BRUSSELS - Irish premier Leo Varadkar has said that some of Israel’s actions in Gaza were “something more approaching revenge”.
The Taoiseach reiterated his belief that Israel has a right to defend itself, and to “go after Hamas”, but said what he is “seeing unfolding at the moment isn’t just self-defence”.
He said Israel will not consider Ireland a close friend or ally as it has a different stance on Palestine than most western countries.
“I strongly believe that, like any state, Israel has the right to defend itself, has the right to go after Hamas so that they cannot do this again,” he told Irish media in South Korea.
“But what I’m seeing unfolding at the moment isn’t just self-defence, it looks, resembles, something more approaching revenge.
“That’s not where we should be and I don’t think that’s how Israel will guarantee its future freedom and its future security.”
Mr Varadkar made the comments at the conclusion of a diplomatic mission that he and three ministers were fronting, as part of an Irish “big bang” strategy to improve relations with less-visited countries.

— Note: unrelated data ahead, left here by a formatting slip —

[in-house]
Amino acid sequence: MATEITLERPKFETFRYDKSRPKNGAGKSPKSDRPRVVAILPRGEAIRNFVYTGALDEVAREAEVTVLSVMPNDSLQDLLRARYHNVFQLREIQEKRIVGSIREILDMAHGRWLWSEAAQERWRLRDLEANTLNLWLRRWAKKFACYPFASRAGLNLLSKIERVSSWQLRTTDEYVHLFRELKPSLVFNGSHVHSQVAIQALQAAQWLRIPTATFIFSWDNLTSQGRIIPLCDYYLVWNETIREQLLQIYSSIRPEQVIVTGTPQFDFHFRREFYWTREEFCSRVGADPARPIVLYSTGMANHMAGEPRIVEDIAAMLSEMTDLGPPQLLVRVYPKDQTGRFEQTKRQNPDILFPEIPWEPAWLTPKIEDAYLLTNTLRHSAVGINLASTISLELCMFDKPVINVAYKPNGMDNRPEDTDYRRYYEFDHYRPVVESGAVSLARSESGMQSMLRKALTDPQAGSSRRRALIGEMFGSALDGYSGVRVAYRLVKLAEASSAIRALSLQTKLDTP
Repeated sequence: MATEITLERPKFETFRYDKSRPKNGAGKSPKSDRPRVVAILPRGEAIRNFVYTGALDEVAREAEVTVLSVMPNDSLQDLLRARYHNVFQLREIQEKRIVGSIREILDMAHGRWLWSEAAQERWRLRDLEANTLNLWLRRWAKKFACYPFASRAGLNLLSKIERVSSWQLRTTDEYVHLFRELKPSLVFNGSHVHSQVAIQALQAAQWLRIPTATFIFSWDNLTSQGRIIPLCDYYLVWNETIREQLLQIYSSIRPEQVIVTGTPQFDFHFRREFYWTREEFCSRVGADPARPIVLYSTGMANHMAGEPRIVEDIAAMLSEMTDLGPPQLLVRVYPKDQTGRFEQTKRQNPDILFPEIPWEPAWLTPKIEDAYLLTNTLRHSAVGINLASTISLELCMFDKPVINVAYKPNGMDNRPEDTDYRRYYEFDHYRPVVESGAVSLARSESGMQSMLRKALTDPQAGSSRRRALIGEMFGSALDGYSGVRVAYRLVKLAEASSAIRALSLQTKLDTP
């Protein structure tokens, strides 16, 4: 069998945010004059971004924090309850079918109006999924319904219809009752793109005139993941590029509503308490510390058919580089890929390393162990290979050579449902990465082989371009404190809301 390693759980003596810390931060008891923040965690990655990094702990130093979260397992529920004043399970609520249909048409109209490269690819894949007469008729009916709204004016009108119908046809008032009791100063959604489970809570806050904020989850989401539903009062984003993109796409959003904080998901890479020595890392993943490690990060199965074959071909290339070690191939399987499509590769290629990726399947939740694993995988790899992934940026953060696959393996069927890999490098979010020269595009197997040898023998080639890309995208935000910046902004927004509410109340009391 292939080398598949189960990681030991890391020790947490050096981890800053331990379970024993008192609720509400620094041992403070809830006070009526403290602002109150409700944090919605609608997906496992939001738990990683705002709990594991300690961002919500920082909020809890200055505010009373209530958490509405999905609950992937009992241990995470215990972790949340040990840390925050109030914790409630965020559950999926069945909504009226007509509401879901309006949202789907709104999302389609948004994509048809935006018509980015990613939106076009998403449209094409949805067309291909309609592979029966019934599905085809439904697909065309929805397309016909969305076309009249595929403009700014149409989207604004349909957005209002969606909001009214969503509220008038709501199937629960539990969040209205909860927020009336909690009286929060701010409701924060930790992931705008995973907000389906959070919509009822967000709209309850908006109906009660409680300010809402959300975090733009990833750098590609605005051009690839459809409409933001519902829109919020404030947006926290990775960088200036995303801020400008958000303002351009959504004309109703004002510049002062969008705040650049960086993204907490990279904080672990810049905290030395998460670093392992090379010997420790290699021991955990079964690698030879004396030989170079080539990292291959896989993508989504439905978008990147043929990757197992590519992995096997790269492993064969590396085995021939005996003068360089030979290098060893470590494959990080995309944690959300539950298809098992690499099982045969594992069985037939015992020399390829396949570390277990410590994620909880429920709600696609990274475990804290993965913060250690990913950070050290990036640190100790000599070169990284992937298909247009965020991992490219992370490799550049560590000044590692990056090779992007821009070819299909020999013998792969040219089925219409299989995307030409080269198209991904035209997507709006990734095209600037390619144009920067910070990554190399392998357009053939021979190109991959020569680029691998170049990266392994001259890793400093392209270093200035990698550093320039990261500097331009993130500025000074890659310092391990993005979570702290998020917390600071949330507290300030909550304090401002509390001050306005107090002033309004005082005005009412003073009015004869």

More than 9,000 Palestinians have been killed in the Gaza Strip since October 7, when Hamas militants launched rockets, killed 1,400 Israeli citizens and took around 200 hostages to Gaza.
Israel has carried out a military response in the wake of the atrocities; on Friday its troops were engaged in an encirclement of Gaza City in an effort to attack Hamas’s operations in the enclave it rules.
Aid agencies are now battling a humanitarian crisis in Gaza with limited resources.
US secretary of state Antony Blinken arrived in Israel on Friday to press for more humanitarian aid to be allowed into Gaza.
Meanwhile, some dual nationals and injured citizens have been able to leave the war-ravaged region through Egypt’s Rafah crossing this week; around 35 Irish passport-holders remain in the territory.
On Thursday, Ireland’s president said that “collective punishment” cannot be accepted and there must be a push for verified facts in relation to the Israel-Hamas conflict.
Michael D Higgins said that those who want to uphold international law “must press for an independent verification of the facts”, and that lives lost should “not reduced to competing press releases”.
Mr Higgins said that if international law is to be upheld, the hostages should be released and an immediate humanitarian ceasefire should come into effect.